Thus, our invention is an improvement in the practice of producing hot worked, magnetically anisotropic magnets characterized by a principal phase of tetragonal crystals of the type RE.sub.2 Fe.sub.14 B and a minor portion of an intergranular phase that is typically richer in rare earth than the tetragonal phase. Our invention is particularly suitable where the starting composition is melt spun or otherwise rapidly solidified so that it is initially of an amorphous or very fine grained nature. This material in powder form is suitably hot pressed or precompacted and hot pressed to form a substantially fully dense body that is generally magnetically isotropic or marginally anisotropic. It is then the practice to hot work such a material by one or more of the metal deforming processes described above or the like to form a hot worked body consisting essentially of flattened grains of 2-14-1 phase. The 2-14-1 phase in conjunction with the intergranular phase provides the permanent magnet characteristics of the magnet body. The fact that the hot working has aligned the flattened grains of the 2-14-1 phase means that it has become magnetically anisotropic and has excellent permanent magnet characteristics, especially in the direction perpendicular to the flattened grains. In general, it is preferred that the flattened grains be no larger than about 500 nm on the average in their longest dimension.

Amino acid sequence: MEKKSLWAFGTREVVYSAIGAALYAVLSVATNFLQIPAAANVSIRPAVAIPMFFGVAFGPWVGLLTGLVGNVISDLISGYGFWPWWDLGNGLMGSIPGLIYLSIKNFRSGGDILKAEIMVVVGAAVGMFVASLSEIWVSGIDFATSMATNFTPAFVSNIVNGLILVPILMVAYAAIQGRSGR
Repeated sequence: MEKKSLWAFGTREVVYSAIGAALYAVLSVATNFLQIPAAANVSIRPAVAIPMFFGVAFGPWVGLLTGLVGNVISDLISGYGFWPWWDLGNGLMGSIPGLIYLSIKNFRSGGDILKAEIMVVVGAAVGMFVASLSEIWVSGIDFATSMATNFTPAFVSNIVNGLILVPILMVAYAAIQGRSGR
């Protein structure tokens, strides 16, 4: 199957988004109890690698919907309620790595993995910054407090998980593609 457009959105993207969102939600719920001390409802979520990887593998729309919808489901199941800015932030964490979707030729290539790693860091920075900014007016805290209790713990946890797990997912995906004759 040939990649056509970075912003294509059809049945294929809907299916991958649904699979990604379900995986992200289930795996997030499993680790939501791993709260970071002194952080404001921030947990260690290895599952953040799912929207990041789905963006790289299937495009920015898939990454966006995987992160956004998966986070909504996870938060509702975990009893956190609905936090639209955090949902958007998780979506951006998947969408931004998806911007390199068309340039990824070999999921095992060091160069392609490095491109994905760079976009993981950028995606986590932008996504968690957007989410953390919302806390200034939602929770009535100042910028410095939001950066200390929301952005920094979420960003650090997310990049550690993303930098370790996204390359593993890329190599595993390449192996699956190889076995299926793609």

As described above, our invention is particularly applicable for compositions that comprise on an atomic percent basis about 10 to 16 percent rare earth elements, 3 to 10 percent boron and about 74 to 87 percent iron plus cobalt We prefer that neodymium and/or praseodymium make up at least about 60 percent of the rare earth content and that iron make up at least 70 percent of the iron plus cobalt content. In accordance with the practice of our invention, we substitute a small but suitable amount of one or more of cerium, lanthanum or yttrium as part of the rare earth content for the purpose of improving the hot workability of the fully densified compact starting material. As described above, this improvement in the ability to hot work the composition is reflected in the ability to sustain greater deformation without crack formation and/or to perform the hot working at a temperature lower than about 750.degree. C. without a substantial loss in permanent magnet properties. For this purpose, we prefer the use of cerium. While the cerium-lanthanum-yttrium addition may be in amounts up to 40 percent of the rare earth content, in most applications we prefer that the content of such additives be less than about 5 to 20 percent of the total rare earth content.
As indicated above, heavier rare earths may also be employed for the purpose of improving coercivity or other selective permanent magnet properties.